A group learned that former NASA employee had both the tapes and the Ampex FR-900 tape drives that could read them. They rebuilt the drives, demodulated and digitized the data, and reassembled the Earthrise image. That brought NASA funding to finish processing the entire collection.

In 1985 Andy Warhol produced some art experiments on an Amiga 1000 computer.

By April 2014 a group in Carnegie Mellon University's computer club recovered 18 of these images. They used magnetic imaging tools to copy data from the disks, and then had to reverse-engineer the Amiga data format.

Microsoft's Encrypting File System (EFS)

The Encrypting File System (EFS) is an extension to NTFS, providing encryption of files in a way that is transparent to the user and applications.

Diagram of Microsoft EFS operation for encrypting a file system.

Each user has an RSA public/private key pair, the private key is the master key leading to encryption and decryption of all their EFS files. This key pair is stored in the Local Security Authority (LSA) Secrets area of the Windows Registry. The key pair is encrypted using the user's password as a symmetric key, and the resulting ciphertext stored in the LSA Secrets. When the user logs in, the login password is used to decrypt that key pair and provide it to the login session.

A file can be marked for encryption, individually or by inheriting that characteristic from its directory. Each file marked for encryption has a randomly generated File Encryption Key (FEK). That key is used with a symmetric cipher (originally DES, AES starting with XP SP1) to encrypt the file. The ciphertext is stored in the file itself, or the data fork in ADS terminology (see above for forks and ADS). The randomly generated FEK is then encrypted using the user's RSA public key, and the resulting ciphertext stored in the $EFS ADS, which may be called the Data Decryption Field (DDF). To be careful about all this, a Recovery Agent should have already been set up on the system with its own RSA key pair, so that the operating system has access to a Recovery Agent Certificate containing the Recovery Agent's public key. The FEK is also encrypted using the Recovery Agent's public key, and the resulting ciphertext stored as the Data Recovery Field (DRF). In Windows 2000, you must have a recovery agent and be default it is the local administrator. Windows XP and later has no requirement for a recovery agent and there is none defined by default.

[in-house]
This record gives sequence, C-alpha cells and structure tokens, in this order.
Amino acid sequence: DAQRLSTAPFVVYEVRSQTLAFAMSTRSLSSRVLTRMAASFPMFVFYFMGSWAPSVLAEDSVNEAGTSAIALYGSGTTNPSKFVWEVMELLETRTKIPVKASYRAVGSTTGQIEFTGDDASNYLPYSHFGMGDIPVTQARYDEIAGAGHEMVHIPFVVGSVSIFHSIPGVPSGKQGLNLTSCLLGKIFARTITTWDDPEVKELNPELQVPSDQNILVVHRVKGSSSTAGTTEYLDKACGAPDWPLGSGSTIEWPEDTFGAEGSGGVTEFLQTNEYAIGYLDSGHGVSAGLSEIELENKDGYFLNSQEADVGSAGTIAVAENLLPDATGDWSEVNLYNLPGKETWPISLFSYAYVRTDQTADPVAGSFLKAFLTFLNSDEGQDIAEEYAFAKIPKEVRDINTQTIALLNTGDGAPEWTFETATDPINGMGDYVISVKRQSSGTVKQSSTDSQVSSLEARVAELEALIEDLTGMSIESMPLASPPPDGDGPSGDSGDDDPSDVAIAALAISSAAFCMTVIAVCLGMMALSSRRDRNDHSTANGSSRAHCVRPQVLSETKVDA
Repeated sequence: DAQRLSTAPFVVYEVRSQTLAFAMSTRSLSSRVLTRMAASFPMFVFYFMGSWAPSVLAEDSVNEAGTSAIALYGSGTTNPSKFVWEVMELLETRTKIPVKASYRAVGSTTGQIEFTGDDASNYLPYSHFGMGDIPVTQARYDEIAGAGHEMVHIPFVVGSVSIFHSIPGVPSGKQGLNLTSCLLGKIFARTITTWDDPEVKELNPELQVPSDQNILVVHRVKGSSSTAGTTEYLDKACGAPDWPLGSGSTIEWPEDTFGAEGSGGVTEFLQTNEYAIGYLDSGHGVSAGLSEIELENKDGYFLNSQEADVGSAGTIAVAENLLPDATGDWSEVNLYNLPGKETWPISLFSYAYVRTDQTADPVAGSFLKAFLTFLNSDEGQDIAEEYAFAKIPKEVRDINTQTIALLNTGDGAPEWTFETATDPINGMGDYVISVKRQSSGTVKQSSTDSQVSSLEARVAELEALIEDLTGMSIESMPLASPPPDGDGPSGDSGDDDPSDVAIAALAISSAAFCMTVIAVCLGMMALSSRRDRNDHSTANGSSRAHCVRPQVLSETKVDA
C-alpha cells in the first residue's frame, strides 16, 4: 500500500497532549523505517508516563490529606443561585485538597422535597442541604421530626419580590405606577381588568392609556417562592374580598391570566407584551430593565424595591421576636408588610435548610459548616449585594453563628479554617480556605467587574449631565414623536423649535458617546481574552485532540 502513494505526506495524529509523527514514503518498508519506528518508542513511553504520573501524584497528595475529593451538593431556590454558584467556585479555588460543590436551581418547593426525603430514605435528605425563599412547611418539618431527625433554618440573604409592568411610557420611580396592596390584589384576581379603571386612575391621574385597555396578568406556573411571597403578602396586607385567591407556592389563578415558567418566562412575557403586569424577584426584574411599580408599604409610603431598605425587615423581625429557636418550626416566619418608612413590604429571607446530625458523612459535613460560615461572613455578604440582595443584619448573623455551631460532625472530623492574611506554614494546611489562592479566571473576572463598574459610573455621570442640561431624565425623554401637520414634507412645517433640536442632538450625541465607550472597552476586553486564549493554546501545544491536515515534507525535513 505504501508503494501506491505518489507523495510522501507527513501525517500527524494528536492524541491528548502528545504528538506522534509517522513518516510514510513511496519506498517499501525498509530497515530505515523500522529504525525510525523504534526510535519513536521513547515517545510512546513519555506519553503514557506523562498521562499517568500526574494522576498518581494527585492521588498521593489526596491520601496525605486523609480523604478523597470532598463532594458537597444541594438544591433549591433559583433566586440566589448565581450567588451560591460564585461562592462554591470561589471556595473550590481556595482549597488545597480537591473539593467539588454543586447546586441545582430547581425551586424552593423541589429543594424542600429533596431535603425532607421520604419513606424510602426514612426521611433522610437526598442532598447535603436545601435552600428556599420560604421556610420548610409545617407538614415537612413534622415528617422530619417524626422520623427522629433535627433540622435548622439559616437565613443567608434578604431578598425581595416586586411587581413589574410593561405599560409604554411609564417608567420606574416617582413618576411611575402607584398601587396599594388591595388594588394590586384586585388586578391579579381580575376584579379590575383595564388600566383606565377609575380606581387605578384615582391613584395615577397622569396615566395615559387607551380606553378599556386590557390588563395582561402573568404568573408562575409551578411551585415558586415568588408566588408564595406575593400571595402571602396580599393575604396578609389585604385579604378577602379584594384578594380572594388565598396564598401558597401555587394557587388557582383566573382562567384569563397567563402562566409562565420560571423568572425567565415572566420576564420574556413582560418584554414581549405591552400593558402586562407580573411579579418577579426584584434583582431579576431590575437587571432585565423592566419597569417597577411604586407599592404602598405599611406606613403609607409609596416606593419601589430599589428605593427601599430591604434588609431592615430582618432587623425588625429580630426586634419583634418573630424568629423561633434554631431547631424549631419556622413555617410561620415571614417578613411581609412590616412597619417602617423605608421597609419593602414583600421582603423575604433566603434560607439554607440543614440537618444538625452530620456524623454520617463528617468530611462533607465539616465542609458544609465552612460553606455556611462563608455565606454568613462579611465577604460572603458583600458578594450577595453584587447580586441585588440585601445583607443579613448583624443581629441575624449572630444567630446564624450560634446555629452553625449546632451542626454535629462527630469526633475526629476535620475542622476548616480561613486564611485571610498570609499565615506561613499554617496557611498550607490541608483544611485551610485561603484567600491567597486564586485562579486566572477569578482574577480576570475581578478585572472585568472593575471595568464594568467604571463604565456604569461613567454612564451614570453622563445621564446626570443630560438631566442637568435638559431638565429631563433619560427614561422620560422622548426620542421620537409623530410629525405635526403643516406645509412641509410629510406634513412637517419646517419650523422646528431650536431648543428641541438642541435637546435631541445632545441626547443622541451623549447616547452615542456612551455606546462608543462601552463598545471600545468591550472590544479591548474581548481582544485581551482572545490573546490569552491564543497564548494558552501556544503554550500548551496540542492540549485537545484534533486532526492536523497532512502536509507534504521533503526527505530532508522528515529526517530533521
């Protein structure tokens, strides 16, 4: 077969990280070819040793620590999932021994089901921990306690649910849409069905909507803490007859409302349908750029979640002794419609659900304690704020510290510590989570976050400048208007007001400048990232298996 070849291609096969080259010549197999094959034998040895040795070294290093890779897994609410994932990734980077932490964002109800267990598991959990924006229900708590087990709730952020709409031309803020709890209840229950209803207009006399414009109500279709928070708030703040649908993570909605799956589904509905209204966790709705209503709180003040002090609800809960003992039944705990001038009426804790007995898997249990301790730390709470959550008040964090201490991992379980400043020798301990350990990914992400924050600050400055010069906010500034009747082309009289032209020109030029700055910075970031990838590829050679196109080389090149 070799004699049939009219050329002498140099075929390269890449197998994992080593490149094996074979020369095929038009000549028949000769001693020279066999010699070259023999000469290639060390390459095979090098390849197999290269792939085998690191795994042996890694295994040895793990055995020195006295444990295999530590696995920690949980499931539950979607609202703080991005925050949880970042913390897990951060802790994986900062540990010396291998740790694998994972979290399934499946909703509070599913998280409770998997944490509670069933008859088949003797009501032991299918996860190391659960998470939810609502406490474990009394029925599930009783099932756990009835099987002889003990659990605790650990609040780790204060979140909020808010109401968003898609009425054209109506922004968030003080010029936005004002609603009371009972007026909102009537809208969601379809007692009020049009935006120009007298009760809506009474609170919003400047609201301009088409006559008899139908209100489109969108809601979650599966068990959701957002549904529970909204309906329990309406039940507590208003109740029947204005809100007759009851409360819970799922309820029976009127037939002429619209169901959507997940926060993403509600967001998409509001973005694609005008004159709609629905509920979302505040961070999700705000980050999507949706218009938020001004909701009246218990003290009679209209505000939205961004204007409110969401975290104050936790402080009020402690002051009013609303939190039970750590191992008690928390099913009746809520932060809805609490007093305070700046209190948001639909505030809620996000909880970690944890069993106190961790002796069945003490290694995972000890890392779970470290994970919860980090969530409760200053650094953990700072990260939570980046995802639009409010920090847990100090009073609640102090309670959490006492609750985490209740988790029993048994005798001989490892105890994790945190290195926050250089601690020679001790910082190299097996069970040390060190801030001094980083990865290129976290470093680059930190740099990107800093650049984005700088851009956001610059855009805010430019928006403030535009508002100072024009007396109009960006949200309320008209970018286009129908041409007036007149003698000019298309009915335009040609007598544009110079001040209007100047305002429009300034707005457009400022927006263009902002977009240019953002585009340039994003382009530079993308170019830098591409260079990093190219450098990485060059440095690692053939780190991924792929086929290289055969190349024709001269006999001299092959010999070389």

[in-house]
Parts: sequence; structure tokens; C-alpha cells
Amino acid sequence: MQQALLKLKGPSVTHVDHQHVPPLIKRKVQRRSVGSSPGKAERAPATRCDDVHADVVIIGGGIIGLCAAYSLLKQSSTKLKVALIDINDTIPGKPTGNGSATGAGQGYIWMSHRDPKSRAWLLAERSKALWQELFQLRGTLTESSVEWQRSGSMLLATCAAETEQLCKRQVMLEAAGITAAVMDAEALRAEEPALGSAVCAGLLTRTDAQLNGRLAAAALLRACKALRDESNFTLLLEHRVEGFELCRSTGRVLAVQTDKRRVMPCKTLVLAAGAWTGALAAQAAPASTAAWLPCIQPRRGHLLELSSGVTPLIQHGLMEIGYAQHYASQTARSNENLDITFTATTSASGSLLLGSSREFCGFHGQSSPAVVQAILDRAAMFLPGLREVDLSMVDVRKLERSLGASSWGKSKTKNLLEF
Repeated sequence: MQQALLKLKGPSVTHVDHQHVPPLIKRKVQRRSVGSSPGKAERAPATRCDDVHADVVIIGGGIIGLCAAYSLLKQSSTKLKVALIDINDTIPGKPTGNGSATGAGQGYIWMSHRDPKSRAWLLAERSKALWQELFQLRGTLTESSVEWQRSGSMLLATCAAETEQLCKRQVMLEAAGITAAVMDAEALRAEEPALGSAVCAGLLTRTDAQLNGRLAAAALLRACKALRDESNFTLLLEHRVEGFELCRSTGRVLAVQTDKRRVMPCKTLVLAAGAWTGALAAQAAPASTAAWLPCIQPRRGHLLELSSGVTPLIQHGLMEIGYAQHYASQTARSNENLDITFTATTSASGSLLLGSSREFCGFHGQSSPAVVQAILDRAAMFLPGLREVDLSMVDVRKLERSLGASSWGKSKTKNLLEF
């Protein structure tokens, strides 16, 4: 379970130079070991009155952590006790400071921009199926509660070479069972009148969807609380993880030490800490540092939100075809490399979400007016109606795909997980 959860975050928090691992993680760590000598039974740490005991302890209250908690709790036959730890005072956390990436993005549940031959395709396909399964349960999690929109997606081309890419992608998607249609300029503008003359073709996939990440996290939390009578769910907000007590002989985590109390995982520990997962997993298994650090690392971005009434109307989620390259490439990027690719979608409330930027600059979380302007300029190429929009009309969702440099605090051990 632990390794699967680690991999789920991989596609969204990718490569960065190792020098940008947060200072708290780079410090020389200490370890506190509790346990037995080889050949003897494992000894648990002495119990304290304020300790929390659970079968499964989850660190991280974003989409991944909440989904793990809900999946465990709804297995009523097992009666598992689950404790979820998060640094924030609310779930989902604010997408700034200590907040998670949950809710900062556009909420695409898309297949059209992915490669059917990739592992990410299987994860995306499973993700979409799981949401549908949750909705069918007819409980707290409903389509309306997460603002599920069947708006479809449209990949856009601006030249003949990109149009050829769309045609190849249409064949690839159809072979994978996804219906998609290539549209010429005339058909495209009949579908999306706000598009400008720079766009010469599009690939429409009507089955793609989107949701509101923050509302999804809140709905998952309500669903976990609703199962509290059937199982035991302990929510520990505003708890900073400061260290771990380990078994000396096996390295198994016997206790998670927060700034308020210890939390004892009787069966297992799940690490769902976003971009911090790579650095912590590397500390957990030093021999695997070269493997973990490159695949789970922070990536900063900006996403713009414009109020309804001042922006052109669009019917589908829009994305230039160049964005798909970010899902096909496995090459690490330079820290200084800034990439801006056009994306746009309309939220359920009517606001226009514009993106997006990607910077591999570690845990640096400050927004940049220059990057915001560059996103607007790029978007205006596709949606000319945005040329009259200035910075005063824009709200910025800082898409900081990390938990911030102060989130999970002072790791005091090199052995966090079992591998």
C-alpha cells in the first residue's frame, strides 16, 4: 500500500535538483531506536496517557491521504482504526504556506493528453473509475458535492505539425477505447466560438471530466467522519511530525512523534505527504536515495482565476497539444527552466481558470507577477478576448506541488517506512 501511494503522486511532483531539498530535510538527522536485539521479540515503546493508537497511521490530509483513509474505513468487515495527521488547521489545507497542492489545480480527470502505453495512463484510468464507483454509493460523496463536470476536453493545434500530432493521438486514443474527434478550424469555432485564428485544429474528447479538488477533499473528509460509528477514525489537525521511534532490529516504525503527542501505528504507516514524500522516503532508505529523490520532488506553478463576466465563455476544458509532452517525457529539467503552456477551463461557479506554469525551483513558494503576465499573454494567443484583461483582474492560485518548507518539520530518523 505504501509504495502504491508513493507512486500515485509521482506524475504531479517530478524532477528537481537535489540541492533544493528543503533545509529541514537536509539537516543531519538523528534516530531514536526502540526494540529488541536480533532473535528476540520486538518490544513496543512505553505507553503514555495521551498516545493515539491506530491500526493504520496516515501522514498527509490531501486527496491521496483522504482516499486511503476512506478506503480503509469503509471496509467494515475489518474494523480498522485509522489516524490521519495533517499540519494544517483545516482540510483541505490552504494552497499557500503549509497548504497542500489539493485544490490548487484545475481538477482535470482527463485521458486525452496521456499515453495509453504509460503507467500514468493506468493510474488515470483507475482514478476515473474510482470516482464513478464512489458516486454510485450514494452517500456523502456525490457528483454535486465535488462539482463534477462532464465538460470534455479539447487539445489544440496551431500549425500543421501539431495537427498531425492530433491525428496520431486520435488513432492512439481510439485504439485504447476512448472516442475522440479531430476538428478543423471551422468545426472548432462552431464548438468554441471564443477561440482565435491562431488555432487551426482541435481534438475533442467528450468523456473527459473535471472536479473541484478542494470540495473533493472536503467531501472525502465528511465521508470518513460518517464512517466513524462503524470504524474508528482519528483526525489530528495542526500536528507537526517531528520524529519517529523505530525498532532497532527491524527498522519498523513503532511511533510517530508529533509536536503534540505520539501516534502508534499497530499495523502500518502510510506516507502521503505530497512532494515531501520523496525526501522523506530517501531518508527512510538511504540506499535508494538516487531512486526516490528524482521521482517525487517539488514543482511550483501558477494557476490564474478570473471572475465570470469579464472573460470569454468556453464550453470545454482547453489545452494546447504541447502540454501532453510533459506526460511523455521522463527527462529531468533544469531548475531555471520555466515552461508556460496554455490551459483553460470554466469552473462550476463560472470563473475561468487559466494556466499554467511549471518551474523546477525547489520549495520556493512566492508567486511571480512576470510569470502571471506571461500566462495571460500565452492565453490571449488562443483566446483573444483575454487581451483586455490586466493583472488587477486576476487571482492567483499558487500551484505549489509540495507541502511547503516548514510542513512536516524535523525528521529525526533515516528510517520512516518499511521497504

When the legitimate user wants to decrypt the file and access the data, their login session has access to their RSA key pair, and so the DDF field can be decrypted to yield the FEK, and the FEK used to decrypt the file itself.

If a Recovery Agent has been set up, that entity has an RSA key pair that allows them to decrypt the DRF to yield the FEK, and thereby decrypt the file.

But let's say that no Recovery Agent has been set up (remember that only Windows 2000 requires one!), the users' RSA private keys have not been backed up offline or within Active Directory (and honestly, how often is that done carefully and correctly?), and the user has forgotten their password. If you reset the password, that RSA key pair has been lost — the new password certainly cannot be used to decrypt it. The result is that all the user's EFS encrypted files have been lost.

Be very careful — EFS can lead to complete data loss if not used carefully.

Huge Gaping Holes in EFS Security

EFS does not really provide security. This isn't just me complaining — Microsoft's own documentation admits that EFS only provides security if Windows is the only operating system in the world. EFS leaves cleartext copies of all the files on the disk, in the assumption that no one will ever have access to the media other than through the controls of their operating system.

From http://technet.microsoft.com/en-us/sysinternals/bb897443.aspx:

Even when you encrypt files with Win2K's Encrypting File System (EFS), a file's original unencrypted file data is left on the disk after a new encrypted version of the file is created.

The only way to ensure that deleted files, as well as files that you encrypt with EFS, are safe from recovery is to use a secure delete application.

From http://technet.microsoft.com/en-us/magazine/dd334519.aspx:

However, an attacker with direct access to the disk can still recover the file's contents until it has been overwritten by another file — which might never happen. Similarly, files that have been EFS-encrypted leave behind the unencrypted contents of the file on the disk.

With the SDelete tool, which you can download for free, you can overwrite the contents of free space on your disk to prevent deleted or encrypted files from being recovered.

From http://technet.microsoft.com/en-us/sysinternals/bb897443.aspx:

However, object reuse does not dictate that the space that a file occupies before it is deleted be zeroed. This is because Windows NT/2K is designed with the assumption that the operating system controls access to system resources. However, when the operating system is not active it is possible to use raw disk editors and recovery tools to view and recover data that the operating system has deallocated. Even when you encrypt files with Win2K's Encrypting File System (EFS), a file's original unencrypted file data is left on the disk after a new encrypted version of the file is created.

The only way to ensure that deleted files, as well as files that you encrypt with EFS, are safe from recovery is to use a secure delete application. Secure delete applications overwrite a deleted file's on-disk data using techiques that are shown to make disk data unrecoverable, even using recovery technology that can read patterns in magnetic media that reveal weakly deleted files. SDelete (Secure Delete) is such an application.

Windows Volume Shadow Copy Prevents Secure Deletion

If you have enabled Volume Shadow Copy, the original data cannot be securely deleted. See this web page for details.

Commercial Tools and Services

Guidance on evidence collection and preservation